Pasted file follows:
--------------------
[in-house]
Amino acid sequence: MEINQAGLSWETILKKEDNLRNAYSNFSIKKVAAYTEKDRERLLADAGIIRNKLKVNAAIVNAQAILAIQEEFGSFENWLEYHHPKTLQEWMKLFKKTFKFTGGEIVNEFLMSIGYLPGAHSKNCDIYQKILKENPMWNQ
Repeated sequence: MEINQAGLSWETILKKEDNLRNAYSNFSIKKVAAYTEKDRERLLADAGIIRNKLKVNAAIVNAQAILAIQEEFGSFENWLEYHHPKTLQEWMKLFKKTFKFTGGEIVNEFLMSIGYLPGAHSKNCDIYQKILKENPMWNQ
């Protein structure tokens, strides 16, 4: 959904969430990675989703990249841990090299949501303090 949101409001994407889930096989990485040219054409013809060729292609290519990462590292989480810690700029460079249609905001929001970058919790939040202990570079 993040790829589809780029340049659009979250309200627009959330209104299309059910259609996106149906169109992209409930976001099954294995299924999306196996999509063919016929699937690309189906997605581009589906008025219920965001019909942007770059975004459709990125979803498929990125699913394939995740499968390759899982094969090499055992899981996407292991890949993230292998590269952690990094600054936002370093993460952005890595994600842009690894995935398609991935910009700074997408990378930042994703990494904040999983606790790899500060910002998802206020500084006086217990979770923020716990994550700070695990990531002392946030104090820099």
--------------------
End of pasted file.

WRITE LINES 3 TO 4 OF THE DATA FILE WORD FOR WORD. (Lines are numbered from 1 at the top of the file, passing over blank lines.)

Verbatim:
Repeated sequence: MEINQAGLSWETILKKEDNLRNAYSNFSIKKVAAYTEKDRERLLADAGIIRNKLKVNAAIVNAQAILAIQEEFGSFENWLEYHHPKTLQEWMKLFKKTFKFTGGEIVNEFLMSIGYLPGAHSKNCDIYQKILKENPMWNQ
């Protein structure tokens, strides 16, 4: 959904969430990675989703990249841990090299949501303090 949101409001994407889930096989990485040219054409013809060729292609290519990462590292989480810690700029460079249609905001929001970058919790939040202990570079 993040790829589809780029340049659009979250309200627009959330209104299309059910259609996106149906169109992209409930976001099954294995299924999306196996999509063919016929699937690309189906997605581009589906008025219920965001019909942007770059975004459709990125979803498929990125699913394939995740499968390759899982094969090499055992899981996407292991890949993230292998590269952690990094600054936002370093993460952005890595994600842009690894995935398609991935910009700074997408990378930042994703990494904040999983606790790899500060910002998802206020500084006086217990979770923020716990994550700070695990990531002392946030104090820099």